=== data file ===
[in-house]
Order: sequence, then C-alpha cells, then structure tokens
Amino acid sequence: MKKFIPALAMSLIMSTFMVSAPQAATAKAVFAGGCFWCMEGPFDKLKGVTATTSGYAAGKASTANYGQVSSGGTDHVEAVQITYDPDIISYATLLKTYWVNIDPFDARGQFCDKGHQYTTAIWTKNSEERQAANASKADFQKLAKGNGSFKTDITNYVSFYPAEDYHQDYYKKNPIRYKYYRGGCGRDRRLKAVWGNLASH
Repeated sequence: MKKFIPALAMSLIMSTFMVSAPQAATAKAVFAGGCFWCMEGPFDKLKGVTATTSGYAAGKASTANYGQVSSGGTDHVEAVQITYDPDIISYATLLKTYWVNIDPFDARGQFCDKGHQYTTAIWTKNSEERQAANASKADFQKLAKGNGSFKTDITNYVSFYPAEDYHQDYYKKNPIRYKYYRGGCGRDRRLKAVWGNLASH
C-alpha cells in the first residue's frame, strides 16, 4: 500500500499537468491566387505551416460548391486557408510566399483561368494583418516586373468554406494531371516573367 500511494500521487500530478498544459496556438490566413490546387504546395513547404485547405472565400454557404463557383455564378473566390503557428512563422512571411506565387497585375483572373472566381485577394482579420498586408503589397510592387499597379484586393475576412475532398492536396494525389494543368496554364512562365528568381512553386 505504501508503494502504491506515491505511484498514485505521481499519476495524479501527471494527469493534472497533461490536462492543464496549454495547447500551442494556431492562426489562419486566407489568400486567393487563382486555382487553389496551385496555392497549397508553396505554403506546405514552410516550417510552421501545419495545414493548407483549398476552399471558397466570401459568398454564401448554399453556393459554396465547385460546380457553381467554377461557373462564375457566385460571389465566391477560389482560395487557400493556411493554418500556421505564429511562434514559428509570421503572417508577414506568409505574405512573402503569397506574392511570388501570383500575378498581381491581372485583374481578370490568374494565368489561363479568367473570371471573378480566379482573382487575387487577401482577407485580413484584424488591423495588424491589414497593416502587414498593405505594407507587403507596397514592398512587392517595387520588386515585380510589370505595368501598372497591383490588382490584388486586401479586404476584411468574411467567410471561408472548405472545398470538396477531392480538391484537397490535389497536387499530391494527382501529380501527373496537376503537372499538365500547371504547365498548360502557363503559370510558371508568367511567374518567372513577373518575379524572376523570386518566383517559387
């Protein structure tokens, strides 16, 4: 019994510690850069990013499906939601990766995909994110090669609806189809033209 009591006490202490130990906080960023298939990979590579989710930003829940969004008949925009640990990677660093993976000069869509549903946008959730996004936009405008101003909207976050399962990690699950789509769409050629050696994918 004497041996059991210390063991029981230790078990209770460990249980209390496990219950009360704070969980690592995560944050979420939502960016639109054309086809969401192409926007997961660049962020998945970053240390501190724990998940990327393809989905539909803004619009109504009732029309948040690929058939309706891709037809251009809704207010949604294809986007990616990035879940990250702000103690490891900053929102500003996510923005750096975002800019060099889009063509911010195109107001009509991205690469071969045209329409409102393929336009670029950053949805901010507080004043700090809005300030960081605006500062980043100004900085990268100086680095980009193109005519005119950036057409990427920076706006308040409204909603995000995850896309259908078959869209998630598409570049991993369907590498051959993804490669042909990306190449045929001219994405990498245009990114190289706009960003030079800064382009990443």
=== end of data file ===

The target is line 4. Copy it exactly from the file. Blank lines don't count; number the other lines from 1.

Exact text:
Repeated sequence: MKKFIPALAMSLIMSTFMVSAPQAATAKAVFAGGCFWCMEGPFDKLKGVTATTSGYAAGKASTANYGQVSSGGTDHVEAVQITYDPDIISYATLLKTYWVNIDPFDARGQFCDKGHQYTTAIWTKNSEERQAANASKADFQKLAKGNGSFKTDITNYVSFYPAEDYHQDYYKKNPIRYKYYRGGCGRDRRLKAVWGNLASH